11. MT77

    MT77 Active Member

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    I would say "most" of the benefits of a back squat. You can't quite carry as much weight and there's something to be said about the neurological effect of sheer weight on the bar.

    But I agree with you that they are way better than dumbbell squats or the other suggestions that have been offered for strength building.
     
  12. Skoorb

    Skoorb Well-Known Member

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    Those goblets look interesting. Actually, I did my first set of fairly light squats two weeks back in years and subsequently spent two days in substantial back pain. I'm more flexible than I was as a teenager when i squatted all the time, but perhaps due to years of sitting in a chair or bad form or whatever I just find the movement risky unless done well. That is always the caveat. For me, it's the "done well" that just doesn't easily work. I've never, ever found the movement very natural and always hated it. I have done a lot of squatting with dumbells, which seems to remove all the weird low-back pain/cheating type nonsense that is possible with squats and what I've done does resemble the goblet squats. Feet pointing out a good bit.
     
  13. jeramieb

    jeramieb Member

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    So I got the squat thing figured out (I think). It appears I can use the smith machine to squat if I also use a 'bar pad'. My gym had one available so I tried it today after doing some (shoulder) stretching the past week. It felt pretty good as I was able to put 215lbs on the bar without much pain in my shoulder at all. I'm going to keep adding weight little by little until I get to a good workout weight. 215 was a little too easy. Thanks again for all the suggestions and support.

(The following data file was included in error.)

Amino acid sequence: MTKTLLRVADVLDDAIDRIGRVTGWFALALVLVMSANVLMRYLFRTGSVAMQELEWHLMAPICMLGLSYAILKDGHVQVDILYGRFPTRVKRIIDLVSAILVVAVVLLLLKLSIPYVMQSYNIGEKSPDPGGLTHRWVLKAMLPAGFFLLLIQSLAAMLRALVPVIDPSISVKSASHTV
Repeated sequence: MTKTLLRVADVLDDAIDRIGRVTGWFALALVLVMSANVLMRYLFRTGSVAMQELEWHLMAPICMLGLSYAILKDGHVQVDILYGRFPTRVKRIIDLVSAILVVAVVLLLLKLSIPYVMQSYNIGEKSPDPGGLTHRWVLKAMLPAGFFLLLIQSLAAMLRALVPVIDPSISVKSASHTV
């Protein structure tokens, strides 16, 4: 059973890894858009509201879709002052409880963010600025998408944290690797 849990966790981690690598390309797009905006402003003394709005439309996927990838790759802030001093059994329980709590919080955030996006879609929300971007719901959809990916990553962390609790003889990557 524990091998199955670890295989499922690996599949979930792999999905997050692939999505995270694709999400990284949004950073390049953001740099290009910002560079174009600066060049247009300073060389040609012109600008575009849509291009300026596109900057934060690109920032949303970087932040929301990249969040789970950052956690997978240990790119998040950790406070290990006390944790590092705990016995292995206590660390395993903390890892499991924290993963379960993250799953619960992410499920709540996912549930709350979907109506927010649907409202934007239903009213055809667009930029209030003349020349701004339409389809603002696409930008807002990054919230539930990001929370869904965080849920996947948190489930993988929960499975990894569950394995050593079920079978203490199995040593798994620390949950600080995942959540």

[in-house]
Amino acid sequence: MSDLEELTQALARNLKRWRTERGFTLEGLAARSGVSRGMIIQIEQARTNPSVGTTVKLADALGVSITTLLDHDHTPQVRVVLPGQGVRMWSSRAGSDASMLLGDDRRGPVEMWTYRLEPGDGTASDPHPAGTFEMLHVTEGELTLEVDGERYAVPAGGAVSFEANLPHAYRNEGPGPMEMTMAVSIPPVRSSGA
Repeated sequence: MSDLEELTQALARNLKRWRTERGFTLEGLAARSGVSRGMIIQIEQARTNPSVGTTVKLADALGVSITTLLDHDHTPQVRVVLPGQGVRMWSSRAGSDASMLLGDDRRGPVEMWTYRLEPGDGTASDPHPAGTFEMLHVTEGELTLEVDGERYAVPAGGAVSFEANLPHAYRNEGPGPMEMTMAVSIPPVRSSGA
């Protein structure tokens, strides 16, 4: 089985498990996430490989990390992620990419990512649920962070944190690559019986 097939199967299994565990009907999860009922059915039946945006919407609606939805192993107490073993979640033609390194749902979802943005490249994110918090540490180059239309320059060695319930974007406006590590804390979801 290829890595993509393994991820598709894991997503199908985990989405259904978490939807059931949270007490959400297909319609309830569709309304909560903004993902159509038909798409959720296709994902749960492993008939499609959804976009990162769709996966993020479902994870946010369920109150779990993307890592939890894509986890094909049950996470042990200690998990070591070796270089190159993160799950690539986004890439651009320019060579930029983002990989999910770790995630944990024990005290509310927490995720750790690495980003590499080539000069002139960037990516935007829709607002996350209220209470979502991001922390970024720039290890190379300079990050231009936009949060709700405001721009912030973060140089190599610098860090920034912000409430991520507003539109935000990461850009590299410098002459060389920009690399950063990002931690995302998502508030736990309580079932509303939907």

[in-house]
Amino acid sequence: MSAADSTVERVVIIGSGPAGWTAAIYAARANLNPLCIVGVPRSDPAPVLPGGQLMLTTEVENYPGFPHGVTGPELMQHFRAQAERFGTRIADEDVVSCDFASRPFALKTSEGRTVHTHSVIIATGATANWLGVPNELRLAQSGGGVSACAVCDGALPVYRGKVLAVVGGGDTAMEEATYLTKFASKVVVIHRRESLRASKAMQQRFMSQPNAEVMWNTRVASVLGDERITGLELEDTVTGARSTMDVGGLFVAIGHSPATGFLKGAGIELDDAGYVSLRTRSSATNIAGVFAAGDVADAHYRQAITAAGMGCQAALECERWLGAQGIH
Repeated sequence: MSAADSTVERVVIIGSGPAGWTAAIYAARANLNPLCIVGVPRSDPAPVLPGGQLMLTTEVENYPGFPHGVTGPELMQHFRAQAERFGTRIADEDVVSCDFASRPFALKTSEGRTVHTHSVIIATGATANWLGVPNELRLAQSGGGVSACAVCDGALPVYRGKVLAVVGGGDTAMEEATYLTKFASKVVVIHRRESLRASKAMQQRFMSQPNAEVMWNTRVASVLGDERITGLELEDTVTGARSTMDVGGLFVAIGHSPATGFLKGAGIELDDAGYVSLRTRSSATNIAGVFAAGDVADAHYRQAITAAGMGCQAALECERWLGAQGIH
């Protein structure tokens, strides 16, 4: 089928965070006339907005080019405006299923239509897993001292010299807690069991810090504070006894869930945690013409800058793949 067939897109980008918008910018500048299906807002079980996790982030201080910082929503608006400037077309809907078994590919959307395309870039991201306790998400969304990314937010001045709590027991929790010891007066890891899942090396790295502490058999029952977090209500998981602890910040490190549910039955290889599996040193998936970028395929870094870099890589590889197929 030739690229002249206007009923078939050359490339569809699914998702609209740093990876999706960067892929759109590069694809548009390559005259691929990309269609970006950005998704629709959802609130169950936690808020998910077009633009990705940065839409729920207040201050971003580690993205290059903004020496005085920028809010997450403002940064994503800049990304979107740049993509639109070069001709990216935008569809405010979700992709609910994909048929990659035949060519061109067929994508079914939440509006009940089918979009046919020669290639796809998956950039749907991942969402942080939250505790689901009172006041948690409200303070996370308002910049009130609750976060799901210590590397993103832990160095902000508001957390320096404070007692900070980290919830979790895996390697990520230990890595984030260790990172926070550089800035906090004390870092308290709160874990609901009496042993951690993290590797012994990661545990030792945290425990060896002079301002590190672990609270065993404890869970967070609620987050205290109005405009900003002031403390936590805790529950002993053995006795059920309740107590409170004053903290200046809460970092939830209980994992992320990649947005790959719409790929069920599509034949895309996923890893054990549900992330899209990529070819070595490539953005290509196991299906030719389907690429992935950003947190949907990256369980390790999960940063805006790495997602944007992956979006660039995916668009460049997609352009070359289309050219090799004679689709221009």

So, what are the drawbacks to using a smith machine to squat?
     
  14. Skoorb

    Skoorb Well-Known Member

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    "Stabilizer muscles" and what not; you don't have to balance. It's still great, though, don't worry about it!
     
  15. chicanerous

    chicanerous Elite Member
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    You're not necessarily using the safest / most natural bar path. If you're set up improperly, your knees may be taking most of the stress or your lower back or hips. Make sure to research how to use machine properly for squatting, so that you don't end up hurting yourself or putting unnatural stress on your joints or vertebrae. Safe lifting posture is even more important because the consequences of losing it aren't as immediately felt.
     
    #15 chicanerous, Apr 12, 2012
    Last edited: Apr 12, 2012
  16. MT77

    MT77 Active Member

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    Along this same train of thought, you can intentionally set up with your feet further forward than normal, and do more of a "hack squat" type movement, changing the load balance as it relates to quads vs hamstrings. But as Chico has pointed out, this groove can add extra stress to other areas, so be careful with your weight selection.